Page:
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Qty*
Price
1.00 - 2.99
$28.47
3.00 - 4.99
$27.47
5.00 - 9.99
$26.47
10.00 - 27.99
$25.87
* For quantities less than 1 ozt./dwt, price will be shown in your cart.
* The price for higher quantity price breaks will appear in your shopping cart.

 *Priced per troy ounce

Sterling Silver #1 Low-Dome Wire, Dead Soft

Item Number: 100701

This sterling silver wire is packaged in coils and can be cut to any length that satisfies the system minimum.
Orders must weigh at least 0.01 ozt.; if you click 'Add to Cart' for a quantity less than this, the cart will offer a prompt to let you know what the minimum for this item is.

Metal type: Sterling silver
Hardness: Dead soft
Form: Wire
Dimensions: 0.608" x0 .077" (15.44 x 1.96mm)
Size no.: 1
Length per weight: 5"/ozt.
Weight per length: 2.4 ozt./ft.
Catalog page: 2015 Gems and Findings & Display and Packaging Catalog p. 9
Country of origin: United States

please note: • Mininum cut is 1". • Due to manufacturing tolerances, please allow for a small amount of variance in weight or dimension when you order sheet and wire products.


How To
How To Prepare Dead-Soft Wire For Use
Before you begin designing with dead-soft wire, make sure the wire is as smooth and kink-free as possible. Here's how to prepare dead-soft wire for use to ensure a smoother result in your designs.

1  Pull your wire through a polishing cloth to smooth out the tiny kinks and wrinkles. Please Note: This process can also work-harden your wire, so easy does it!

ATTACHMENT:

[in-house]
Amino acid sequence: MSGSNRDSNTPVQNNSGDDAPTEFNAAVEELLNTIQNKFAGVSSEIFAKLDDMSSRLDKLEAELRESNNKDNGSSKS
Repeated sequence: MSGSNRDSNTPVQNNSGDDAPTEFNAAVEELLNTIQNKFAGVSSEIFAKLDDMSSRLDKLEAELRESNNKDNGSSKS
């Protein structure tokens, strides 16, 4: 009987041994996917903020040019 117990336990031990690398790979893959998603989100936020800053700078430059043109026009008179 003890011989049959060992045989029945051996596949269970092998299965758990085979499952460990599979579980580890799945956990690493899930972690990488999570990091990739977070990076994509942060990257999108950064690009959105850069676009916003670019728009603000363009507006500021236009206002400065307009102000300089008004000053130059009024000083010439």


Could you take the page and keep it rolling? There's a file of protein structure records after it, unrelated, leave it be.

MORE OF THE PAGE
2  If you are preparing three or four wires, pull each wire through once, then pull all of them through together once. They will flow in the same direction and will be much easier to sculpt.



How To Heat-Harden Sterling Silver
Here's how to heat-harden sterling silver to increase the strength of the metal and reduce its ductility.
To harden the metal, you will be applying heat to the metal; whenever you apply heat to sterling, surround it with nitrogen, argon or forming gas or cover it with flux to prevent the metal from oxidizing. IMPORTANT: Fine silver cannot be heat-hardened.
This tip is offered here courtesy of Jörg Fischer-Bühner and is reprinted from Santa Fe Symposium® Proceedings, 2003

Step 1
Check the sterling for any solder joints that may already be present.
Step 2
Heat the sterling to 1292°F–1346°F (700°C–730°C) for 30–60 minutes; adjusting temperatures if solder is present (if low-temperature solder is present, heat the piece only to 1000°F–1200°F). Quench in water.
Step 3
Heat the sterling again, this time to 572°F (300°C), holding at that temperature for 30–60 minutes. After cooling, Vickers hardness will range between 120–140dph; if lower temperatures are used, the sterling will not achieve this level.



Annealing Sterling Silver
Learn how to anneal sterling silver, recovering metal that has become work-hardened and leaving the metal more workable.

Step 1
Anneal the sterling silver between 1000°F and 1200°F (537°C and 648°C).
Step 2
Heat the sterling at temperature for 30 to 60 minutes to achieve a Vickers hardness of 66–76dph.
Step 3
Please Note: During annealing, protect the metal against exposure to oxygen by surrounding it with nitrogen, argon or forming gas. If this isn’t possible, protect the metal by covering it with flux contained in a stainless steel pan.



Charts